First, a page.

We had an early start to our Sunday, as all of us, bleary-eyed and sleepy, gathered together at Ethical Culture to begin the annual ECFS Breakfast Run. The day began with an orientation led by Win Sheffield, a Midnight Run volunteer who has been with the organization and accompanied ECFS students on this trip for many years.
The Midnight Run project supports those affected by the numerous problems ingrained in the New York City shelter system. These problems ultimately prevent many people from being able to leave the streets. Contrary to the popular belief that shelters are ‘safe havens’ for those in need to help get them back on their feet, New York City shelters are paradoxically spaces that can be quite dangerous, sometimes even life-threatening for the homeless.
The Breakfast Run project, led by the Midnight Run organization, has been an annual tradition for students in Introduction to Community Service and Community Service Advisory Board-In Training at ECFS.
Following in the footsteps of those before us, we loaded the buses, made sure all the items and provisions were organized neatly, and sped off towards the predetermined site. As the bus neared the site, looking out to the right, students could see the crowd of people already gathered to receive us. Upon arrival, we set up food tables, transformed the bus into a toiletries and clothing station, and hung welcome posters.
A sense of excitement and, truthfully, some nervousness, seeped into the air as both sophomores and freshmen prepared to serve the guests waiting in line. As Alexa P. stated, “Going into this, there’s a certain stigma around homeless people where they can be rowdy or rude, but that’s not the case at all.” Her words rang true as the slight tension from the students almost immediately drained away once they realized the attendees were the complete opposite: gracious, friendly, and polite.
A group of students reflected back upon a conversation about professional basketball with two of the gentlemen they served. Thomas G. found himself both engaged by their charismatic personalities and impressed by their knowledge of the current standings. Going into this, few students would have thought that the homeless would spend time following sports teams. Many found themselves discovering afterwards that the people they served were actually more similar to them than they thought. As is the case with all stereotypes, beliefs like those associated with homeless people can only be broken upon interaction.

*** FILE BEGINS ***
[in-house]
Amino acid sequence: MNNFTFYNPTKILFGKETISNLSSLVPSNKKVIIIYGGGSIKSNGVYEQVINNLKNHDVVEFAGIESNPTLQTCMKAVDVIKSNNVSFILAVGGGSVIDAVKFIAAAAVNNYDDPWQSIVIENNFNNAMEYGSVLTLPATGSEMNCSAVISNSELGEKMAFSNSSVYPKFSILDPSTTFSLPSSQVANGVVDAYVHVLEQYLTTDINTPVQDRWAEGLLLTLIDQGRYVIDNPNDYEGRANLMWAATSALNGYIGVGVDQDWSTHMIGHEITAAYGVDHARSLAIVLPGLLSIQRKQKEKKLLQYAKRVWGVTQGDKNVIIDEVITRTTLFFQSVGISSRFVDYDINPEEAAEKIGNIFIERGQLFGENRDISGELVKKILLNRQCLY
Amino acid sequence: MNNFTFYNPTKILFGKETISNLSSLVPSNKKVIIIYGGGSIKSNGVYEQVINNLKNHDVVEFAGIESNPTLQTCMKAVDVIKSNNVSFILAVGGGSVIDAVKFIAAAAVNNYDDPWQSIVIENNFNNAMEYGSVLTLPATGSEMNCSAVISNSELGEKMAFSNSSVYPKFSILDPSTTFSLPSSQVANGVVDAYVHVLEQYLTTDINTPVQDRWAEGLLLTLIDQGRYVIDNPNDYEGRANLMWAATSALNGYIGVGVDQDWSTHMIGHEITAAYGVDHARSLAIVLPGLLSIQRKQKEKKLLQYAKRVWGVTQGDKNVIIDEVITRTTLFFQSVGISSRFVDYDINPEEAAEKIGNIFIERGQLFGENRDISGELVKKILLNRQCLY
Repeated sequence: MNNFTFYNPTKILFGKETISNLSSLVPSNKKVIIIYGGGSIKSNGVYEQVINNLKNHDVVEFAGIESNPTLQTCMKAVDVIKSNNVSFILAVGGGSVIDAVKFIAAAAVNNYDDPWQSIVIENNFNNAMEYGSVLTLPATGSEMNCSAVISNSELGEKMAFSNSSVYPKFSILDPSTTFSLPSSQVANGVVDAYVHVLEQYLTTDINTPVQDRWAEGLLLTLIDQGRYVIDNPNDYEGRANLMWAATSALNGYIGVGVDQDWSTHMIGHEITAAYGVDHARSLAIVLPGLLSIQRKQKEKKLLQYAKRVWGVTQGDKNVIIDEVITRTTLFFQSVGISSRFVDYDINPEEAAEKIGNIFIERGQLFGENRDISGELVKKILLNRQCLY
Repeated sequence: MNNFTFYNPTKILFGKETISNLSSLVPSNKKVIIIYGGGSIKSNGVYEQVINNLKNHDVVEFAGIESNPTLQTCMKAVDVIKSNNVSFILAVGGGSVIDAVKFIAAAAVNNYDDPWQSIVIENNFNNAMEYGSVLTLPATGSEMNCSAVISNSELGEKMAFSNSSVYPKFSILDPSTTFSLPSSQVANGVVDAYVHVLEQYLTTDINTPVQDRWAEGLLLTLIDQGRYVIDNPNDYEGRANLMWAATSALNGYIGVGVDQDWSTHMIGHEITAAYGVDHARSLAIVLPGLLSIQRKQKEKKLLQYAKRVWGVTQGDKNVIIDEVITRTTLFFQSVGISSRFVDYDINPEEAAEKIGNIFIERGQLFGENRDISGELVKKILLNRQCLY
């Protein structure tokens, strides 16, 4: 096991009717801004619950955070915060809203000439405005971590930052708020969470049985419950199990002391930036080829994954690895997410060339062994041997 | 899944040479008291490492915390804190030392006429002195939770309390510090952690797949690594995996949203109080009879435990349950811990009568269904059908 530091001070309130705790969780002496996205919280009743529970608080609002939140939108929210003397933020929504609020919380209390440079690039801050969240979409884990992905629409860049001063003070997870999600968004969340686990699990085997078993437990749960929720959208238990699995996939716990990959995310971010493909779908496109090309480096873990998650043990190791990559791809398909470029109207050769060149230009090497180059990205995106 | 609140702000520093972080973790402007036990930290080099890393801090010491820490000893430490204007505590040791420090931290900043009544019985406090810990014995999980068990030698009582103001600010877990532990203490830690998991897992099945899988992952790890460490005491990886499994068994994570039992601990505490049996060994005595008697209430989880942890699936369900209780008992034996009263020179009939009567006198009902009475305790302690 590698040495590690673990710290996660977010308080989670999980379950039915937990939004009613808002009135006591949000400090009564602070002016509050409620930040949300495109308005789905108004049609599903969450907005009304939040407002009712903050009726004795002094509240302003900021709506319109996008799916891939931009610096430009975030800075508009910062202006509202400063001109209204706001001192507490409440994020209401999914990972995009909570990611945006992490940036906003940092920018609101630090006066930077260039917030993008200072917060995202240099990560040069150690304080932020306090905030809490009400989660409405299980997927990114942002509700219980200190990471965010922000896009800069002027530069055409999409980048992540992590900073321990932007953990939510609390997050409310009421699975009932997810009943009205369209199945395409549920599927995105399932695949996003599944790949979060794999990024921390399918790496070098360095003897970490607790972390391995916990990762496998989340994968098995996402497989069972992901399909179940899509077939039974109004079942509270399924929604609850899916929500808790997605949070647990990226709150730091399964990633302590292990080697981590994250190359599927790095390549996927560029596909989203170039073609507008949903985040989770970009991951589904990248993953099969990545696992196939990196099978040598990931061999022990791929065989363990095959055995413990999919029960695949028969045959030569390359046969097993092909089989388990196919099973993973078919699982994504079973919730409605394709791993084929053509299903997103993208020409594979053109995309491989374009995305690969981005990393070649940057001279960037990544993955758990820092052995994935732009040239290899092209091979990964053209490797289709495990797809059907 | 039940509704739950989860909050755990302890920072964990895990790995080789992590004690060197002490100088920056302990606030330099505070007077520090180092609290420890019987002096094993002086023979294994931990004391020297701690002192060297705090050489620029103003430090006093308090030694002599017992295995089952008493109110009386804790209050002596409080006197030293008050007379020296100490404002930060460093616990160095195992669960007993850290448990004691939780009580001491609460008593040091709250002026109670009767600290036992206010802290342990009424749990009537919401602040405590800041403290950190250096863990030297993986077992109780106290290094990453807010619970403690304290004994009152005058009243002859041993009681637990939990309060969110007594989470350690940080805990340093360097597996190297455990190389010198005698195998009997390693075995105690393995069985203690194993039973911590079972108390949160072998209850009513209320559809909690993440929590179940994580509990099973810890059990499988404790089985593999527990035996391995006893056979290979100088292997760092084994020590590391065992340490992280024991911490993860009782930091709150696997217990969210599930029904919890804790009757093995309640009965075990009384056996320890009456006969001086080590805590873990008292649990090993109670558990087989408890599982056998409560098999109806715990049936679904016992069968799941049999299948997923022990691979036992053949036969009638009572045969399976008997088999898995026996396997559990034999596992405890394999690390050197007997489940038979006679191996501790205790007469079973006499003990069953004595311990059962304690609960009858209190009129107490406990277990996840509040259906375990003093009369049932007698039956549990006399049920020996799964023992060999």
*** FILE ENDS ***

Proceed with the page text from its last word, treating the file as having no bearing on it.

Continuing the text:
It brought smiles to everyone’s faces to witness guests excited about the food or toiletries bags we had packed for them. Isa, a Midnight Run Board Member, found a way to capture the group dynamic experienced by all of us. “You folks worked as a unit with each individual bringing their own innate abilities to light,” he said. “When we all help one another out, everybody wins.”
Win Sheffield later remarked that he was impressed by the level of planning and organization from ECFS students. “There is nothing like effective leadership with its eyes on the goal to make things go smoothly,” he said. “Having everything in place when you arrived, like the tents, also made things go super smoothly. It was a privilege to be involved, as ever.”
Dale, the Executive Director of Midnight Run, said that the organization has “appreciated the efforts of the students and staff of Fieldston for more than 20 years now, giving their friendship as well as supplies to our friends in need.”
The event didn’t just benefit those without a place to live – it truly helped ECFS students to break the false assumptions that we unconsciously create through media or the environment around us. Add that onto the fact that we attend a privileged school like ECFS, and it becomes of the utmost importance that we challenge the preconceptions we have surrounding groups of people the majority of us do not normally interact with.
We served over 70 people without homes during the Sunday event. The Main Chance Shelter and the Women's Shelter at the NY Society for Ethical Culture received the extra donated items. In addition, the generous cash donations received during the drive will be forwarded to the Midnight Run organization.
The words of student Laura G. struck home for many Sunday afternoon, as she said, “I found it very gratifying putting all of the work into setting things up and serving the food to people. It was also a great experience to be able to interact with homeless people in a way that I am not usually able to.”
As any student who attended both this year and last year will tell you, very few experiences are as impactful as the Breakfast Run.